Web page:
Exactly two years ago, at the close of 2014, I wrote a post about that year. It was a gut-wrenching year full of bad news and sad moods. Since that time, I find myself getting especially reflective this time of year, looking back on the year and deciding what I want to say about it.
If 2014 was the year of crying (often) and lying (“I’m fine”), then 2015 was the year of healing and dealing.
But in 2015 we learned to heal. We learned to give ourselves love. We learned to broaden the definitions of people and of labels. We learned, slowly, to love God again and to even, gingerly, seek meaning in our suffering.
This week I found myself embroiled in something that’s been simmering for a long time – since I started this blog. I had been tagged on Facebook in a conversation on a group where someone mentioned that she’d been going through a hard time as her 11-year-old had just been diagnosed on the Autism spectrum; another reader linked my post on the subject. Another reader (herself on the spectrum) wrote that she hopes my son never, ever reads what I wrote.
Greetings, OOTOB readers!
Hope you’ve all been well. Today’s post will be a conglomeration of stuff I’ve been into.
1. CLEANING FOR PASSOVER IN ONE DAY, GONE VIRAL
Firstly, my post from a couple years ago on cleaning for Passover in one day appears to have gone viral this year. That makes me both happy and sad. Happy, that more people can understand that Passover is about joy and that God would never give us an unmanageable task, and sad that so many people are freaking out about Passover. 8,000 hits this week alone tells me that people are kinda into this topic. Ya think? It’s gotten so that when I go grocery shopping, people stop me to say, “I hear you have this thing with cleaning for Pesach in one day…?” Yeah, I’m that girl. So check it out and pass it along.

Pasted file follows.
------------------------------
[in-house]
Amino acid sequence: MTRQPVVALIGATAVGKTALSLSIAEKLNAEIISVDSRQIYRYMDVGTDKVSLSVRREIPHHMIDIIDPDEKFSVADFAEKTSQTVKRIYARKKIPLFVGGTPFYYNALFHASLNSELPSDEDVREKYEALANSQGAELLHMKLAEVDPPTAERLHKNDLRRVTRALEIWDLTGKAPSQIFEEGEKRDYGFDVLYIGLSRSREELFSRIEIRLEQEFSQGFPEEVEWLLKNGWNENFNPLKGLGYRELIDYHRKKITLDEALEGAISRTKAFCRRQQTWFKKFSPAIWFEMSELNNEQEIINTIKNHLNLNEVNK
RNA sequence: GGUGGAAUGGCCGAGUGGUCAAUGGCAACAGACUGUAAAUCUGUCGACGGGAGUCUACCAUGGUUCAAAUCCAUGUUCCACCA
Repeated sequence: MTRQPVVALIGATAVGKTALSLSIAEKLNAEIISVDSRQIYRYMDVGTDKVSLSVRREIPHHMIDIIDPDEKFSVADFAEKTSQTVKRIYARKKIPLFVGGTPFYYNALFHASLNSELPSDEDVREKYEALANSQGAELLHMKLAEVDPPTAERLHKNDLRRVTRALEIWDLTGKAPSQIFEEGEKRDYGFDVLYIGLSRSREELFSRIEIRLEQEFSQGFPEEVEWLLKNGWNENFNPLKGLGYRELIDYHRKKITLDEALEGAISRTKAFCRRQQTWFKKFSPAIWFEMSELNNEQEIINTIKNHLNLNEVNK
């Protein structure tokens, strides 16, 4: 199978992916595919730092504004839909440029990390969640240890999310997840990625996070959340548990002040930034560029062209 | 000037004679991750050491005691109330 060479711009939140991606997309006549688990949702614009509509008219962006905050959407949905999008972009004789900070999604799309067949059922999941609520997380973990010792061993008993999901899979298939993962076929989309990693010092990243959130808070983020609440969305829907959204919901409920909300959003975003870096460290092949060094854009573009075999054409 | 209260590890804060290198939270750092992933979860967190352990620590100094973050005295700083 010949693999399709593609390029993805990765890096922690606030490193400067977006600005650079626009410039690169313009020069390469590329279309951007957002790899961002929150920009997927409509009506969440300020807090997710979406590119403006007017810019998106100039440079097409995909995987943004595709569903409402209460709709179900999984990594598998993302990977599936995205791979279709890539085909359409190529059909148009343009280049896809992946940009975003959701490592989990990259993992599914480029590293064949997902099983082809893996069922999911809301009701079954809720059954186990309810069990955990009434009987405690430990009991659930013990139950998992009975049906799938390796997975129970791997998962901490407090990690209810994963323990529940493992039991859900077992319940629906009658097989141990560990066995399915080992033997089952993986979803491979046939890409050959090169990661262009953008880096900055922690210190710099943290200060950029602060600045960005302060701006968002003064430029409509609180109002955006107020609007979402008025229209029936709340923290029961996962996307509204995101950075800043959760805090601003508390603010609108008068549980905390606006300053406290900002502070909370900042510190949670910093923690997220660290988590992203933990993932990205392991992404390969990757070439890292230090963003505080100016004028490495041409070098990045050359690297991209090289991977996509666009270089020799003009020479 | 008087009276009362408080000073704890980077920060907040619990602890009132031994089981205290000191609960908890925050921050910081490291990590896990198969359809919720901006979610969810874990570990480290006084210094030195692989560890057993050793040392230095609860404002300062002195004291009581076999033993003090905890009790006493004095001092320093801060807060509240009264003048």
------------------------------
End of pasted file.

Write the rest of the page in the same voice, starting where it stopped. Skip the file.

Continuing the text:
2. PATRONIZE OUR SPONSOR FOR KOSHER VITAMINS
You may have noticed that ad up there, in green, for kosher vitamins. This company is supporting OOTOB, so please patronize our sponsors and if someone asks you about kosher vitamins, send them the link. Thanks!
This recent Kveller post by my online (soon to be IRL) blogging buddy Nina Badzin – I’m headed to Minneapolis on Sunday to address Aish on Women in Judaism – is a really important post. It’s short and deceptively simple, but don’t be fooled. None of these things are commonly blurted out in a word-association game about Judaism, but all of them are in the Good Book right with shofar, matza, and l’chaim. Read it and tell me what you think. Judaism is meant to lived and expressed every day – and primarily in the home. Check it out.
4. BOOK UPDATE
My book, a women’s prayerbook, is done and off to my editor! The publishing company Mosaica Press is handling it, and I’m feeling a huge sense of relief now that it’s out of my hands – at least this phase of it. It doesn’t have a name yet, so please weigh in on my two options, as developed by my trusty crowdsourcing marketing team on Facebook:
1. Calling God: a women’s prayerbook of conversation and connection